Library receives grant for digital repository

The Tech Library and Information Center received an $857,000 grant over three years for Georgia Library Learning Online system (GALILEO), a repository system of scholarly digital content.

GALILEO is a virtual library service that provides a centralized resource database to state institutions, including the universities, public libraries and high schools. These services include licensing access to databases and journals.

“We worked with the central GALILEO group on this particular project to get some scholarly repositories up and running,” said Tyler Walters, Associate Director for Technology and Resource Services for the library and principal investigator on the grant.

Each individual campus will have their own repository and these will feed a centralized statewide repository. Most of the campuses have already set up their own individual repositories, but a few are still in the process of developing such repositories.

The goal of the first year is to set up the central site and harvest metadata from the existing repositories. Later in the year the goal will also be to broaden the three repositories that are still being developed.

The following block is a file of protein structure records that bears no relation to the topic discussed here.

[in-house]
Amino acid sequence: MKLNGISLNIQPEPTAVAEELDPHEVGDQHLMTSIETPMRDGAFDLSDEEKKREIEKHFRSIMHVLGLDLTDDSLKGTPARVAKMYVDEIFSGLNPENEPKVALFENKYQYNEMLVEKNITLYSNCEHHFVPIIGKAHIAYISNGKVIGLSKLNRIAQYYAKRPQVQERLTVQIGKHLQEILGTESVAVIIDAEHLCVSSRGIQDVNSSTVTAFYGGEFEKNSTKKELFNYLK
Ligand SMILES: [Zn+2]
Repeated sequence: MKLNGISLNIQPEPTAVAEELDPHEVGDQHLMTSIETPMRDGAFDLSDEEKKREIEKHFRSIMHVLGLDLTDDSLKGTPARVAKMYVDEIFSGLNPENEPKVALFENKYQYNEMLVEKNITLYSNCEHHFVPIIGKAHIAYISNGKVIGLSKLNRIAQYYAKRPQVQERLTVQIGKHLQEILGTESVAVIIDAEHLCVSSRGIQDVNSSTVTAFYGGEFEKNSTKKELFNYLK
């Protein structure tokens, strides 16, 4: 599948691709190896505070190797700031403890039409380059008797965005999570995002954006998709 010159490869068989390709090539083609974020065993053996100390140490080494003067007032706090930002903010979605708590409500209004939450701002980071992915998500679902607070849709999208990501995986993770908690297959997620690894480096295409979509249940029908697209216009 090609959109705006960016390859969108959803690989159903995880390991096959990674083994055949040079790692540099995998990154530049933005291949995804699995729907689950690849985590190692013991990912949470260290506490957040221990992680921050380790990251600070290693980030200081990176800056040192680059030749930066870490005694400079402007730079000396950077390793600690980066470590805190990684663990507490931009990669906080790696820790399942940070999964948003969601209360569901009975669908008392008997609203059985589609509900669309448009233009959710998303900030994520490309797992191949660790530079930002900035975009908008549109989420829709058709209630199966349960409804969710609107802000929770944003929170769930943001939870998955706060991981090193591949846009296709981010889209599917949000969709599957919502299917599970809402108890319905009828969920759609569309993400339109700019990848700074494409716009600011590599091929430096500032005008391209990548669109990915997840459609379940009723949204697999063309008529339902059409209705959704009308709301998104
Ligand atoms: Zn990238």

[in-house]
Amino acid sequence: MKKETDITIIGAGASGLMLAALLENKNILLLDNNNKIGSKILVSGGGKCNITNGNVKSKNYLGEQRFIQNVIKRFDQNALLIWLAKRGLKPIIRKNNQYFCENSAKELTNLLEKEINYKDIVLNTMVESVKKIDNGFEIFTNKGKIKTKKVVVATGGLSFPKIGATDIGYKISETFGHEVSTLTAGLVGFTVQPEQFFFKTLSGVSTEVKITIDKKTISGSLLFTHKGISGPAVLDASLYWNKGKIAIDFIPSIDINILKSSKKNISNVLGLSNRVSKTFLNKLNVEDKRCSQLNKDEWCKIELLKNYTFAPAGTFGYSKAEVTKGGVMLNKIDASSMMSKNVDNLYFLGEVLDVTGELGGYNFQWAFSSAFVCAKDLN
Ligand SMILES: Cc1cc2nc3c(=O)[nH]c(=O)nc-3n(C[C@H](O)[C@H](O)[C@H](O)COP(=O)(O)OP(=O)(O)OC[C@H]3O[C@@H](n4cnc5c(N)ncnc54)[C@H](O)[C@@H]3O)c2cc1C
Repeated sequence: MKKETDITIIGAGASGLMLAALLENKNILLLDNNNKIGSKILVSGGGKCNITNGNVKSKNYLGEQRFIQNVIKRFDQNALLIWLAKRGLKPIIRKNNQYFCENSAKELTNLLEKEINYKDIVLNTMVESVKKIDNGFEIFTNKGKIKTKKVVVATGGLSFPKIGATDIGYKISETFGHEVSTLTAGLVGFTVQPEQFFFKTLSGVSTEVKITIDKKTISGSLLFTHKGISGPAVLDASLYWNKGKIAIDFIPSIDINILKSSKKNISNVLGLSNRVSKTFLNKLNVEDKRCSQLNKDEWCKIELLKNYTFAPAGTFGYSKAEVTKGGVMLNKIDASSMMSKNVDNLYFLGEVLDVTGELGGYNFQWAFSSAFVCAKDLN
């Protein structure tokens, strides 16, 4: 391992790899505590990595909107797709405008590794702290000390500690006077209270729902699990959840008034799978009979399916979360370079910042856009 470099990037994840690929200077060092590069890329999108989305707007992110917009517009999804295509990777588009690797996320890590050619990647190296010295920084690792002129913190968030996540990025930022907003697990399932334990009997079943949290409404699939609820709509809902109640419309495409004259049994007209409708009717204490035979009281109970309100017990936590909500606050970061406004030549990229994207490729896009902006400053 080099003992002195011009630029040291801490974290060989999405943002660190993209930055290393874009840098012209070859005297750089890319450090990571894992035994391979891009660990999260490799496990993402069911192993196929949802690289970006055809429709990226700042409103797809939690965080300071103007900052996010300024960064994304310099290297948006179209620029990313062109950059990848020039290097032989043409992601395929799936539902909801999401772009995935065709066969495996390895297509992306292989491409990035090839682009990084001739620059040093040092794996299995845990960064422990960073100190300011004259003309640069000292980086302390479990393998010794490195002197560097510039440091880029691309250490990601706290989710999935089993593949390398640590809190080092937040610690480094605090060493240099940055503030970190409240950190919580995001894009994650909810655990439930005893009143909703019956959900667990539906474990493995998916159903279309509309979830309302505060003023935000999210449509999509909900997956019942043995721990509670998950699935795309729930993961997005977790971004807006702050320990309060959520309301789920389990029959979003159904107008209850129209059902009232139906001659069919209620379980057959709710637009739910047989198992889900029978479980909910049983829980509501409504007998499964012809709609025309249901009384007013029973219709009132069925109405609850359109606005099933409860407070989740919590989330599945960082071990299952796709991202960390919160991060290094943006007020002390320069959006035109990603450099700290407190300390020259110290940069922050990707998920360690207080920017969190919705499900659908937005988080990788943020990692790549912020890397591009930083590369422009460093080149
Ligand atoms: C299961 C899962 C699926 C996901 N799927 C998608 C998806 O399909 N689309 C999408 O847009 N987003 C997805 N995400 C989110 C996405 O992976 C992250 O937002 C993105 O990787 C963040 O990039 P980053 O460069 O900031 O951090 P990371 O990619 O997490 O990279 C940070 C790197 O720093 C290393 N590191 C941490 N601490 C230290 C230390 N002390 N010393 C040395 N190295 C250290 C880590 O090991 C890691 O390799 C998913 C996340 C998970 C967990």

The second year’s goal is populating the repositories with digitized materials and doing outreach and promotion. The goal is to fill these repositories with scholarly materials which include journal articles, technical papers, research reports and any scholarship or research output created by faculty and students. Additionally, marketing efforts will be made to get students and faculty interested in depositing materials through such a service.

The third year’s emphasis will switch to teaching others how to initiate similar projects. Currently only four or five other states do projects similar to this. While these repositories do not have to be at the state level, this system is convenient since university systems are state-based and it is a costly project for a single campus.

“The goal is to look at the consortial model, how we can build digital repositories like this in a consortial model so that the costs are lowered for individual campuses but at the same time they can collect and provide access to the material that student and faculty want to put in there,” Walters said.

The key difference between other states that have similar digital repositories with this project is that member institutions will have their own repositories in addition to the statewide collection. This will allow each individual campus to maintain their own content while still having access to the content of the entire collaboration.

While this is a grant project, the hope is that the repository will be an ongoing project. So another main concern of the project is to focus on the sustainability of the project beyond the period of grant funding.

“During the grant phase we want to build the basic infrastructure and service but we want to do it in a way where we can do it as economically as possible. We want to show value so that after the grant period we can look for additional funding to sustain the repository service,” Walters said.